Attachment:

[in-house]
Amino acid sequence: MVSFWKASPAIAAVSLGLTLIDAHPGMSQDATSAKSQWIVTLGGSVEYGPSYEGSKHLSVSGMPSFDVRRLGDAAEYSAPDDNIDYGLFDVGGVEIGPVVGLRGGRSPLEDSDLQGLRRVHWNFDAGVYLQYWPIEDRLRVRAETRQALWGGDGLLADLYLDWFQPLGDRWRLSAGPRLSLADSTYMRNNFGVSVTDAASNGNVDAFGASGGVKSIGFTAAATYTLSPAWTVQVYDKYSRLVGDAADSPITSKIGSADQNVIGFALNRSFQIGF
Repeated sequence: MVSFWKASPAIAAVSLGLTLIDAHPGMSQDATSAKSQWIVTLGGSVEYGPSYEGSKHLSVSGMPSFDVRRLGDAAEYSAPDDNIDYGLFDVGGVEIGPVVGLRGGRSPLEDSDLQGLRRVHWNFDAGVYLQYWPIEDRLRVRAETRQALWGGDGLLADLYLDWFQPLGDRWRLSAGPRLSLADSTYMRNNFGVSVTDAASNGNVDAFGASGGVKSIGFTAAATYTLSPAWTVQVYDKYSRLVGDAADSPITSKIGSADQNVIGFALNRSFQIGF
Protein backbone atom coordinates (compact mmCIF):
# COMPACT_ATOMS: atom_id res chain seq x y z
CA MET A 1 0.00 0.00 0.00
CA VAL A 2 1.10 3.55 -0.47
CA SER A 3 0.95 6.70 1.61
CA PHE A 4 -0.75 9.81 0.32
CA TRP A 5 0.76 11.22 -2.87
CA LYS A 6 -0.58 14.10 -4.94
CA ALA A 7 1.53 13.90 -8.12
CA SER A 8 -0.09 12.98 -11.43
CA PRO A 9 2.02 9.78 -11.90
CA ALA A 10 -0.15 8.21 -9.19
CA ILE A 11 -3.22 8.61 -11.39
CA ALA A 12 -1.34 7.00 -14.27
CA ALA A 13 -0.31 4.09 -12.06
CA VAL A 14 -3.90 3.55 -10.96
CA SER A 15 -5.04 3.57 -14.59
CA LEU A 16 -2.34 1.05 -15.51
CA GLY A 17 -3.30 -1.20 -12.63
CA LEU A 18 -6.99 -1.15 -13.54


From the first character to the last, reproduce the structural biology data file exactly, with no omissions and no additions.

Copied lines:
[in-house]
Amino acid sequence: MVSFWKASPAIAAVSLGLTLIDAHPGMSQDATSAKSQWIVTLGGSVEYGPSYEGSKHLSVSGMPSFDVRRLGDAAEYSAPDDNIDYGLFDVGGVEIGPVVGLRGGRSPLEDSDLQGLRRVHWNFDAGVYLQYWPIEDRLRVRAETRQALWGGDGLLADLYLDWFQPLGDRWRLSAGPRLSLADSTYMRNNFGVSVTDAASNGNVDAFGASGGVKSIGFTAAATYTLSPAWTVQVYDKYSRLVGDAADSPITSKIGSADQNVIGFALNRSFQIGF
Repeated sequence: MVSFWKASPAIAAVSLGLTLIDAHPGMSQDATSAKSQWIVTLGGSVEYGPSYEGSKHLSVSGMPSFDVRRLGDAAEYSAPDDNIDYGLFDVGGVEIGPVVGLRGGRSPLEDSDLQGLRRVHWNFDAGVYLQYWPIEDRLRVRAETRQALWGGDGLLADLYLDWFQPLGDRWRLSAGPRLSLADSTYMRNNFGVSVTDAASNGNVDAFGASGGVKSIGFTAAATYTLSPAWTVQVYDKYSRLVGDAADSPITSKIGSADQNVIGFALNRSFQIGF
Protein backbone atom coordinates (compact mmCIF):
# COMPACT_ATOMS: atom_id res chain seq x y z
CA MET A 1 0.00 0.00 0.00
CA VAL A 2 1.10 3.55 -0.47
CA SER A 3 0.95 6.70 1.61
CA PHE A 4 -0.75 9.81 0.32
CA TRP A 5 0.76 11.22 -2.87
CA LYS A 6 -0.58 14.10 -4.94
CA ALA A 7 1.53 13.90 -8.12
CA SER A 8 -0.09 12.98 -11.43
CA PRO A 9 2.02 9.78 -11.90
CA ALA A 10 -0.15 8.21 -9.19
CA ILE A 11 -3.22 8.61 -11.39
CA ALA A 12 -1.34 7.00 -14.27
CA ALA A 13 -0.31 4.09 -12.06
CA VAL A 14 -3.90 3.55 -10.96
CA SER A 15 -5.04 3.57 -14.59
CA LEU A 16 -2.34 1.05 -15.51
CA GLY A 17 -3.30 -1.20 -12.63
CA LEU A 18 -6.99 -1.15 -13.54